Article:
Although there have been numerous initiatives and activities carried out under the SSR program including the launching of National Security Policy, most of these activities at best are done behind public purview and lack the participation of the general public. The past incident in Faraba, and the most recent anti-crime protest and the general feeling of insecurity have raised critical questions regarding the state of SSR in the Gambia. For instance, the maiden Afrobarometer survey in The Gambia suggests that despite perceived lack of insecurity among Gambians, there is high trust in security institutions, particularly the army and police. According to the survey, majorities of Gambians say they trust the Gambia Armed Forces (65%) and Police (60%). The high trust in the army has been linked to the recent activities of the military, including the arrest of some members of former President Jammeh’s paramilitary hit squad known as the Junglers. Equally, the improved relationship between the military and the media in particular has been commended as it is contributing positively on civil military relations. The military’s eagerness to engage the media fraternity by being responsive to queries has greatly assisted in reducing “negative” reporting thus helping to create a more positive image of the military among ordinary citizens. Although the trust in the security institutions is noticeable, citizens have also raised concern as to the state of their security and wellbeing. According to the survey,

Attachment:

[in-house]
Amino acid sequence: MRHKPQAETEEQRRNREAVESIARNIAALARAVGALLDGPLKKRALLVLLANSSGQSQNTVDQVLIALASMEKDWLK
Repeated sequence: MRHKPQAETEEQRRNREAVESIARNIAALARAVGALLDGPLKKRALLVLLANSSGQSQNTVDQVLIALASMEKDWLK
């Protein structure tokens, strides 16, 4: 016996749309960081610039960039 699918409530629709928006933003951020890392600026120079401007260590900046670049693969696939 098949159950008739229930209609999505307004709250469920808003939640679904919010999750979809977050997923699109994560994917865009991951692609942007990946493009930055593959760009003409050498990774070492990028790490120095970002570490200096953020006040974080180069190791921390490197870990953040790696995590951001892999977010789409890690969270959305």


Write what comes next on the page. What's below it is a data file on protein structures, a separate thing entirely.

. About four in 10 Gambians say they were victims of theft from their house (40%) or felt unsafe walking in their neighbourhood (36%) during the previous year. One in four (25%) feared crime in their home, and one in 14 (7%) were physically attacked.